Those films succeeded because Jackson managed to combine the magic and majesty of the fantasy material with compelling characters and drama. That side of things escapes him in the Hobbit movies, though, as he seems so preoccupied with the massive scope that he forgets to give us personalities about whom we care.
This means that when different characters perish, we may not really feel too upset. Other than Bilbo, many of the folks in Armies seem either interchangeable – all those dwarves! – or forgettable. Bilbo matters to us, but we never fear for him, as we know he comes out of the saga unharmed. All the rest end up as borderline non-entities; even the roles Jackson actually attempts to develop fail to stick with the viewer in a notable manner.
Again, I don’t mean this as a total slam on Armies. As a big adventure flick, it entertains and thrills.
However, given the standards set by Lord of the Rings, it lacks the emotional depth and impact the viewer probably desires, and Armies stands as the biggest offender in that regard, especially due to the way it often ignores its lead. Just when it should bring Bilbo to the fore, it decides to become about everything but Bilbo.
All of this leaves Armies as something of a “tastes great/less filling” production. I enjoy it and think it offers a good adventure, but I can’t help but think it could – and should – have been more than that. It finishes the Hobbit trilogy in an exciting manner but not one that makes it truly satisfying.
The Blu-ray Grades: Picture A+/ Audio A/ Bonus C-
The Hobbit: The Battle of the Five Armies appears in an aspect ratio of approximately 2.40:1 on this Blu-Ray Disc. Since the first two films looked amazing, should we expect Armies to differ? Nope – this was another exceptional presentation.
At all times, sharpness appeared excellent. Virtually no instances of softness occurred, as even the widest shots came across as precise and distinctive. Neither jagged edges nor moiré effects materialized, and I saw no edge haloes. Print flaws didn’t mar the image in any way.
As was the case with the other movies, Armies opted for a highly stylized palette that varied somewhat dependent on setting. Much of the film featured a desaturated feel with a mild to moderate teal tint, though. Within the parameters of these choices, the colors seemed satisfying. Blacks were dark and deep, while low-light shots seemed smooth and clear. Everything about this image fired on all cylinders
In addition, the movie’s DTS-HD MA 7.1 soundtrack worked well. Of the three Hobbit films, Armies boasted the most action, and that allowed the mix to come to life on a near-constant basis. From Smaug’s opening attack on Lake-town through the titular battle, the audio showed a broad sense of place and used the channels to excellent advantage.
This meant a great deal of material around the room. Smaug flew from speaker to speaker in a smooth, logical manner, and the sounds of battle managed to put us in the action to a terrific degree. Everything meshed in a lively way to form a highly satisfying soundscape.
As expected, audio quality also pleased. Music was bold and bright, while speech seemed concise and natural. Effects boasted strong range and impact, as they showed tight highs and deep lows. The soundtrack complemented the visuals to create an effective presentation.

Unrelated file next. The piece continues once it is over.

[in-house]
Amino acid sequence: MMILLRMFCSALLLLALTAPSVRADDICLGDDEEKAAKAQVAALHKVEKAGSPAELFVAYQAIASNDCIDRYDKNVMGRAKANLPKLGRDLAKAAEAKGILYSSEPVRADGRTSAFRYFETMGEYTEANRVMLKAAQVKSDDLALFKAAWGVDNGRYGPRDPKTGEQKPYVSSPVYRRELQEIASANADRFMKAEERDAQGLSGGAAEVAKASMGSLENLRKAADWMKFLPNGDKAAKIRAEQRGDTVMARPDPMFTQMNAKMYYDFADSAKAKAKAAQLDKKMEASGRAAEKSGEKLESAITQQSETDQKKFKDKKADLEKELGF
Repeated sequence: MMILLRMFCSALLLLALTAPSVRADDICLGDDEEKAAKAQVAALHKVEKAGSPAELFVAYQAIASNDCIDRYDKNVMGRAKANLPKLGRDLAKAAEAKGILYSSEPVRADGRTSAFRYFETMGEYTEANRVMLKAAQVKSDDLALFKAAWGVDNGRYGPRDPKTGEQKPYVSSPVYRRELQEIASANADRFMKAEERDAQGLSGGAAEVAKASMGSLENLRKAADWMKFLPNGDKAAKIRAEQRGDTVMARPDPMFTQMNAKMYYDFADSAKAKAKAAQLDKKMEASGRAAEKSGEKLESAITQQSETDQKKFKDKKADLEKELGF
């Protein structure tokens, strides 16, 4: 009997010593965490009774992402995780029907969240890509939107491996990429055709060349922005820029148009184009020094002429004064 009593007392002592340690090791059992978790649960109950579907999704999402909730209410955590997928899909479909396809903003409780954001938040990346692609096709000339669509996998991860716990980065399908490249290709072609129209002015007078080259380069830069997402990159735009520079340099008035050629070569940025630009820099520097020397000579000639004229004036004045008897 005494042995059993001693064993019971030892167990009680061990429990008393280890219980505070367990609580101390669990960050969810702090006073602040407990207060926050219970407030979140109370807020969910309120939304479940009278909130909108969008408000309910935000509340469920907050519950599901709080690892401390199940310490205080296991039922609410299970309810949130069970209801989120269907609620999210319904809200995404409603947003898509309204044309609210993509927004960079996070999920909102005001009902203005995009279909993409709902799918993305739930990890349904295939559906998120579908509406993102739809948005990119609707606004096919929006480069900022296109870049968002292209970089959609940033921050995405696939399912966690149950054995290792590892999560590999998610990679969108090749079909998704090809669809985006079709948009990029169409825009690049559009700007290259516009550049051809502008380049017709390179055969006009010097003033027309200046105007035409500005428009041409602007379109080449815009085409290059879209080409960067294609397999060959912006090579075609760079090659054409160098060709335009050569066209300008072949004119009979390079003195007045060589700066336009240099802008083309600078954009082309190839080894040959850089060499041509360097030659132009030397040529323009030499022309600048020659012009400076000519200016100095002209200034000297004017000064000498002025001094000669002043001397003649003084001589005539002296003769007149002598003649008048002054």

As was the case with the three Lord of the Rings films and the first two Hobbit flicks, we’ll get an extended cut of Armies with copious extras later in 2015. While we get some bonus materials here, we find a limited set.
When we shift to supplements, a featurette called New Zealand: Home of Middle-earth - Part 3 runs six minutes, seven seconds and provides notes from 2nd unit director Andy Serkis, co-writer/director Peter Jackson, supervising art director Simon Bright, co-writer Philippa Boyens, and actors Lee Pace, Cate Blanchett, Mark Hadlow, Orlando Bloom, Ian McKellen, Martin Freeman, Graham McTavish, Richard Armitage, Luke Evans, Evangeline Lilly, Dean O’Gorman, Billy Connolly, Jed Brophy and Adam Brown. Like “Part 1” and “Part 2”, the program gives us some info about the sets and locations used for the film. Also like its predecessors, this comes across like a promo from the New Zealand Board of Tourism, but it still manifests a few good nuggets.
On a separate disc, we find a program called Recruiting the Five Armies. It runs 11 minutes, 39 seconds and presents comments from Evans, Lilly, Bloom, 2nd second Ads Bruno Du Bois and Danielle Baker, casting assistant Nicola Benton, prosthetic supervisor Tami Lane, NZ casting director Miranda Rivers, movement choreographer Terry Notary, off set armour and weapons Kimberly Sowter, and extra Dra McKay. The show looks at elements related to scenes with large crowds/many combatants, so it mainly deals with factors related to the use of extras. “Recruiting” gives us a smattering of decent details but lacks a lot of substance.
Under Completing Middle-Earth, we find two pieces: “A Six-Part Saga” (9:54) and “A Seventeen-Year Journey” (8:59). Across these, we hear from Jackson, Boyens, Serkis, Bloom, Blanchett, Evans, Pace, Taylor, Armitage, O’Gorman, Freeman, Brophy, McKellen, Weta Workshop concept artists Paul Tobin and Daniel Falconer, Weta Workshop creative director Richard Taylor, producer Barrie M. Osborne, director of photography Andrew Lesnie, producer/1st AD CaroLynne Cunningham, and actors Elijah Wood, Viggo Mortensen, Dominic Monaghan, Christopher Lee, and Stephen Hunter.
“Saga” looks at the ways the stories of Hobbit and Lord of the Rings mesh, while “Journey” examines the long production of all six movies. “Saga” gives us a passable overview of themes/connections, but “Journey” feels fluffy and self-congratulatory much of the time.
The Last Goodbye also presents two components. A “Behind the Scenes Featurette” (11:18) offers info from Jackson, Boyens, music recordist/mixer Peter Cobbin, re-recording mixer Michael Hedges, conceptual designers Alan Lee and John Howe, music editor Stephen Gallagher, songwriter/singer Billy Boyd, and arranger/orchestrator Victoria Kelly. “Goodbye” discusses elements related to the song that plays over the movie’s end credits. It becomes a pretty good exploration of these issues.
We also see a music video for “The Last Goodbye”. It runs four minutes, 21 seconds as it mixes footage of Boyd in the studio, movie clips and shots from film sets. It becomes a mediocre clip.
Finally, we get various trailers. We find “Trailer #2” for Armies as well as a promo for the Desolation of Smaug Extended Edition of Smaug.
In addition, the set provides a DVD copy of Desolation. This provides the movie and the “Home of Middle-earth” featurette but none of the other extras.
Does The Hobbit: The Battle of the Five Armies finish the trilogy in a satisfying fashion? Yes and no – while it comes with plenty of excitement, it lacks the emotional depth/impact that it needs. The Blu-ray delivers exceptional picture and audio but fails to present substantial supplements. I enjoy Armies but it doesn’t deliver the kind of rousing, rich finale fans might hope to find.
Viewer Film Ratings: 3.8421 Stars
| Number of Votes: 19